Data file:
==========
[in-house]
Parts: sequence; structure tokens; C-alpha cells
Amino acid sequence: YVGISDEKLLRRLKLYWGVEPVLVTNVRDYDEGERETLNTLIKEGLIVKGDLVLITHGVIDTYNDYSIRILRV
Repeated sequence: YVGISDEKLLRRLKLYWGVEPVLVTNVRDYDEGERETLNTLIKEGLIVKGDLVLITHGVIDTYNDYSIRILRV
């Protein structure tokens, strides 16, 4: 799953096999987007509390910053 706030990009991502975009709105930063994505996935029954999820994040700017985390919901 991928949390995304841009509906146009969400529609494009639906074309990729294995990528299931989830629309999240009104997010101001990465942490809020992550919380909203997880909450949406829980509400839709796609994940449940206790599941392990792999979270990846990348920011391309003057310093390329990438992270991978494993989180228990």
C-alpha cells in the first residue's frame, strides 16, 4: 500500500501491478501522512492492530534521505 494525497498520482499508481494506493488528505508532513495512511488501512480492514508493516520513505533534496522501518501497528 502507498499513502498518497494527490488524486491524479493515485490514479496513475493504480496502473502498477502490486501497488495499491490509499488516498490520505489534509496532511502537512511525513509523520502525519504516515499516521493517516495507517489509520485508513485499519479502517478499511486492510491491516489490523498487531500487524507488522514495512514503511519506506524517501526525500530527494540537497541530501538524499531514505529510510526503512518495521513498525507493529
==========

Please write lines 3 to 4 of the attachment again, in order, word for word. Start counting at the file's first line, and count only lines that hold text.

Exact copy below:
Amino acid sequence: YVGISDEKLLRRLKLYWGVEPVLVTNVRDYDEGERETLNTLIKEGLIVKGDLVLITHGVIDTYNDYSIRILRV
Repeated sequence: YVGISDEKLLRRLKLYWGVEPVLVTNVRDYDEGERETLNTLIKEGLIVKGDLVLITHGVIDTYNDYSIRILRV